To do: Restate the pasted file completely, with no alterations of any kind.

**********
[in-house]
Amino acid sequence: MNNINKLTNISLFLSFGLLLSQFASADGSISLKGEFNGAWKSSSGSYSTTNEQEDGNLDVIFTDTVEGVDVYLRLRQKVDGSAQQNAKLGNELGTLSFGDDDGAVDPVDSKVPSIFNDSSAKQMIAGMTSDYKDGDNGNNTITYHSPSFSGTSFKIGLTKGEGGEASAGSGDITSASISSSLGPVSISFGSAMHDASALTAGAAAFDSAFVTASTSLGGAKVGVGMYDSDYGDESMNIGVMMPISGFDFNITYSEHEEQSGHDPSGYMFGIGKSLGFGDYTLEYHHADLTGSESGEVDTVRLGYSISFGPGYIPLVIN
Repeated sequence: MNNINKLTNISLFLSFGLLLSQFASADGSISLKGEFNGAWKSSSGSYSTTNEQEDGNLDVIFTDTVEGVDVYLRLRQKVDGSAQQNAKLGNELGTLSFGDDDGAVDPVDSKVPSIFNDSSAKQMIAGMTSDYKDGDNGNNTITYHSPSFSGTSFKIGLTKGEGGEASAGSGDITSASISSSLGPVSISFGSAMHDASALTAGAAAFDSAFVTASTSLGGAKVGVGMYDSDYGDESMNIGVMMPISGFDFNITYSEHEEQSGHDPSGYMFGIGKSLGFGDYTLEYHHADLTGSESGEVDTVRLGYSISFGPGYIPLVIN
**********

[in-house]
Amino acid sequence: MNNINKLTNISLFLSFGLLLSQFASADGSISLKGEFNGAWKSSSGSYSTTNEQEDGNLDVIFTDTVEGVDVYLRLRQKVDGSAQQNAKLGNELGTLSFGDDDGAVDPVDSKVPSIFNDSSAKQMIAGMTSDYKDGDNGNNTITYHSPSFSGTSFKIGLTKGEGGEASAGSGDITSASISSSLGPVSISFGSAMHDASALTAGAAAFDSAFVTASTSLGGAKVGVGMYDSDYGDESMNIGVMMPISGFDFNITYSEHEEQSGHDPSGYMFGIGKSLGFGDYTLEYHHADLTGSESGEVDTVRLGYSISFGPGYIPLVIN
Repeated sequence: MNNINKLTNISLFLSFGLLLSQFASADGSISLKGEFNGAWKSSSGSYSTTNEQEDGNLDVIFTDTVEGVDVYLRLRQKVDGSAQQNAKLGNELGTLSFGDDDGAVDPVDSKVPSIFNDSSAKQMIAGMTSDYKDGDNGNNTITYHSPSFSGTSFKIGLTKGEGGEASAGSGDITSASISSSLGPVSISFGSAMHDASALTAGAAAFDSAFVTASTSLGGAKVGVGMYDSDYGDESMNIGVMMPISGFDFNITYSEHEEQSGHDPSGYMFGIGKSLGFGDYTLEYHHADLTGSESGEVDTVRLGYSISFGPGYIPLVIN